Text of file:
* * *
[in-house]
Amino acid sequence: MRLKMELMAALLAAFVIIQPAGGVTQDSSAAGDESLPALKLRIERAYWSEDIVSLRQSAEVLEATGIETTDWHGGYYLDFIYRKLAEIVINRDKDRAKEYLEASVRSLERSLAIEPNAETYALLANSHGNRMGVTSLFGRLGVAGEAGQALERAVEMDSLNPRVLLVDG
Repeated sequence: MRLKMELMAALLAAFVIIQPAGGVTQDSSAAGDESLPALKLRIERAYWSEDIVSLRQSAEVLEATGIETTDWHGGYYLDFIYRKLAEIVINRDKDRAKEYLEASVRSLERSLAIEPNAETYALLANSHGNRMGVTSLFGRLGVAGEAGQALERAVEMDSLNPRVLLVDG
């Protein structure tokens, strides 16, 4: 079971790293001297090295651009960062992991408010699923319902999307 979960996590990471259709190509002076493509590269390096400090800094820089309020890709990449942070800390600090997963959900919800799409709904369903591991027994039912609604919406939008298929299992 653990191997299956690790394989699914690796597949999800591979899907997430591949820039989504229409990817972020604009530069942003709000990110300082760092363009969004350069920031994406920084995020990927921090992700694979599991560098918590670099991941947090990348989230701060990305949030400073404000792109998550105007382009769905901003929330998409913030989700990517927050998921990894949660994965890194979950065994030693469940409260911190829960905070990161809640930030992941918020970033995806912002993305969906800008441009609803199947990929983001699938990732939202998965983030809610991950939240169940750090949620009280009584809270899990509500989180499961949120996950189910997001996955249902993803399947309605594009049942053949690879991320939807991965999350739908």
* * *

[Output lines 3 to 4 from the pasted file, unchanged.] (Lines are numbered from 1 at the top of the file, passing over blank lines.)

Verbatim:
Repeated sequence: MRLKMELMAALLAAFVIIQPAGGVTQDSSAAGDESLPALKLRIERAYWSEDIVSLRQSAEVLEATGIETTDWHGGYYLDFIYRKLAEIVINRDKDRAKEYLEASVRSLERSLAIEPNAETYALLANSHGNRMGVTSLFGRLGVAGEAGQALERAVEMDSLNPRVLLVDG
């Protein structure tokens, strides 16, 4: 079971790293001297090295651009960062992991408010699923319902999307 979960996590990471259709190509002076493509590269390096400090800094820089309020890709990449942070800390600090997963959900919800799409709904369903591991027994039912609604919406939008298929299992 653990191997299956690790394989699914690796597949999800591979899907997430591949820039989504229409990817972020604009530069942003709000990110300082760092363009969004350069920031994406920084995020990927921090992700694979599991560098918590670099991941947090990348989230701060990305949030400073404000792109998550105007382009769905901003929330998409913030989700990517927050998921990894949660994965890194979950065994030693469940409260911190829960905070990161809640930030992941918020970033995806912002993305969906800008441009609803199947990929983001699938990732939202998965983030809610991950939240169940750090949620009280009584809270899990509500989180499961949120996950189910997001996955249902993803399947309605594009049942053949690879991320939807991965999350739908």